The next step after the thinset is dried on the walls of the shower will be the application of RedGard waterproofing membrane. This waterproof coating will be the final protection from any water that could seep through the grout of the tile. Since sealing tile grout can only do so much, waterproofing your backer board is essential.
The application of RedGard is very simple as long as you keep a couple things in mind. Besides the toxic smell of something that resembles an old memory of bleaching hair, it’s the application process that becomes the challenge of whether or not this will go smoothly and quickly. The consistency of the RedGard is like pudding and will be like applying putting to your walls. being said, you can imaging how messy this process can be if you are not careful with the amount that you apply on the wall at one time. The trick I found that worked well is to use a 4 or 5 inch paint brush and paint the RedGard on the walls then follow up with a 3 or 4 inch 3/8 nap roller to even out the coat.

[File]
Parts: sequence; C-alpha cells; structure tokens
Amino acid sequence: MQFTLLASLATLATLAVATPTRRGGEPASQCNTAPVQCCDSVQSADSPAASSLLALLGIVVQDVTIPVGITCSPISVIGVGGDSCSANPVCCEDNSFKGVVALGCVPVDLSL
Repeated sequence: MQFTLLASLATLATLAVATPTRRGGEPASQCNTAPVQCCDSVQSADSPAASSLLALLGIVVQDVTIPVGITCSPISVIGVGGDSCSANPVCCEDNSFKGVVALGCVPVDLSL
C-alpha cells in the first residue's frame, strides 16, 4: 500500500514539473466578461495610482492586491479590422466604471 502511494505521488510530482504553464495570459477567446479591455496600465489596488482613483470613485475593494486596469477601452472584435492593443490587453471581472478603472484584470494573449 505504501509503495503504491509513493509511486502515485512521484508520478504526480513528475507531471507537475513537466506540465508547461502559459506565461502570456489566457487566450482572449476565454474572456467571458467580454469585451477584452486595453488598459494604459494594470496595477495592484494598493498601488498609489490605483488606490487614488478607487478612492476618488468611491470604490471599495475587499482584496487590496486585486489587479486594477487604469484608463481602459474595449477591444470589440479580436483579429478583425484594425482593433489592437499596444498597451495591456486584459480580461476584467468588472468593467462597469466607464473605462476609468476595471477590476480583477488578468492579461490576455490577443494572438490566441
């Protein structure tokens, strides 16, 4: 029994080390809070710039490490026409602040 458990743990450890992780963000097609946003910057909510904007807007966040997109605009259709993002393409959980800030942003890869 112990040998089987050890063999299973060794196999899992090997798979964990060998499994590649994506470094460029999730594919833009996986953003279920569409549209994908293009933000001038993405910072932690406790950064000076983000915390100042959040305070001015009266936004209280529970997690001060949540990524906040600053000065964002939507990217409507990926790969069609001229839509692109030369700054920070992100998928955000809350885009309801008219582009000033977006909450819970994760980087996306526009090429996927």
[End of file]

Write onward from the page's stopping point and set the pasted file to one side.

Once the RedGard is applied onto all of the walls, it dries pretty quickly so you will need to balance between being as neat as possible and moving quick enough to apply before it dries. Once you have completed all of the surfaces of the backer board, wait about an 2 hours and apply a second coat the same way.
RedGard does color change which makes it really easy to tell when it’s dried. When you apply it onto a wall you will see that it is extremely pink in color. Once it dries is turns dark red (like the image below).
Remember to wear cloves, eye protection and a long sleeve shirt. Once this stuff dries on your skin, it will take days to get off without using chemicals. Also, mask away any surfaces that are in your target zone but won’t be getting the RedGard treatment. I got a little on the window frame and it’s possible that it may be on there for life.
Here are some of the images from today, feel free to ask any questions about the process as it’s was fun yet challenging.